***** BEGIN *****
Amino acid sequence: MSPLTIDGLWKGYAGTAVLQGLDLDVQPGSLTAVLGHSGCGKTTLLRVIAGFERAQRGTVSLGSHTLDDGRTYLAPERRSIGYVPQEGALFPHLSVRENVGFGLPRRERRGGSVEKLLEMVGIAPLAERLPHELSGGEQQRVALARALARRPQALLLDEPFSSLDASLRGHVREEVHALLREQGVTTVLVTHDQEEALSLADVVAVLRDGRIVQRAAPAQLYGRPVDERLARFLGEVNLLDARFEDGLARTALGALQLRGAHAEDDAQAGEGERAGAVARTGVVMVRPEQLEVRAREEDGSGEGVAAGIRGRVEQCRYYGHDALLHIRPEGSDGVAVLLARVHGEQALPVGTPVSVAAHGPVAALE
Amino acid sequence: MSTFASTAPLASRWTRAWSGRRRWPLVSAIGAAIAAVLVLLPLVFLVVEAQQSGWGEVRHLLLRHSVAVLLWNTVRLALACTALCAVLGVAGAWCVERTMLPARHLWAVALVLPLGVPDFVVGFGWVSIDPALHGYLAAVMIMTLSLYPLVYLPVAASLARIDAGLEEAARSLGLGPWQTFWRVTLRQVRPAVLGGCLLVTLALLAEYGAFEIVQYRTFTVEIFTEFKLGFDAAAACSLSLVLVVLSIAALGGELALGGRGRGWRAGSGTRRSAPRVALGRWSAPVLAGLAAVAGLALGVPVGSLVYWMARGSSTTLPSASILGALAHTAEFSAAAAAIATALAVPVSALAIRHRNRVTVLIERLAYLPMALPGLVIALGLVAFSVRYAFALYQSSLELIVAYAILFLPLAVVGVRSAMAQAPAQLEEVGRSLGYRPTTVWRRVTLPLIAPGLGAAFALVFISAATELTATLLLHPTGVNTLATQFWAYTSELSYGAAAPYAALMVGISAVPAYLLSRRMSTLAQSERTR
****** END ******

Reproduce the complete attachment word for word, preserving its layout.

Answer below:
Amino acid sequence: MSPLTIDGLWKGYAGTAVLQGLDLDVQPGSLTAVLGHSGCGKTTLLRVIAGFERAQRGTVSLGSHTLDDGRTYLAPERRSIGYVPQEGALFPHLSVRENVGFGLPRRERRGGSVEKLLEMVGIAPLAERLPHELSGGEQQRVALARALARRPQALLLDEPFSSLDASLRGHVREEVHALLREQGVTTVLVTHDQEEALSLADVVAVLRDGRIVQRAAPAQLYGRPVDERLARFLGEVNLLDARFEDGLARTALGALQLRGAHAEDDAQAGEGERAGAVARTGVVMVRPEQLEVRAREEDGSGEGVAAGIRGRVEQCRYYGHDALLHIRPEGSDGVAVLLARVHGEQALPVGTPVSVAAHGPVAALE
Amino acid sequence: MSTFASTAPLASRWTRAWSGRRRWPLVSAIGAAIAAVLVLLPLVFLVVEAQQSGWGEVRHLLLRHSVAVLLWNTVRLALACTALCAVLGVAGAWCVERTMLPARHLWAVALVLPLGVPDFVVGFGWVSIDPALHGYLAAVMIMTLSLYPLVYLPVAASLARIDAGLEEAARSLGLGPWQTFWRVTLRQVRPAVLGGCLLVTLALLAEYGAFEIVQYRTFTVEIFTEFKLGFDAAAACSLSLVLVVLSIAALGGELALGGRGRGWRAGSGTRRSAPRVALGRWSAPVLAGLAAVAGLALGVPVGSLVYWMARGSSTTLPSASILGALAHTAEFSAAAAAIATALAVPVSALAIRHRNRVTVLIERLAYLPMALPGLVIALGLVAFSVRYAFALYQSSLELIVAYAILFLPLAVVGVRSAMAQAPAQLEEVGRSLGYRPTTVWRRVTLPLIAPGLGAAFALVFISAATELTATLLLHPTGVNTLATQFWAYTSELSYGAAAPYAALMVGISAVPAYLLSRRMSTLAQSERTR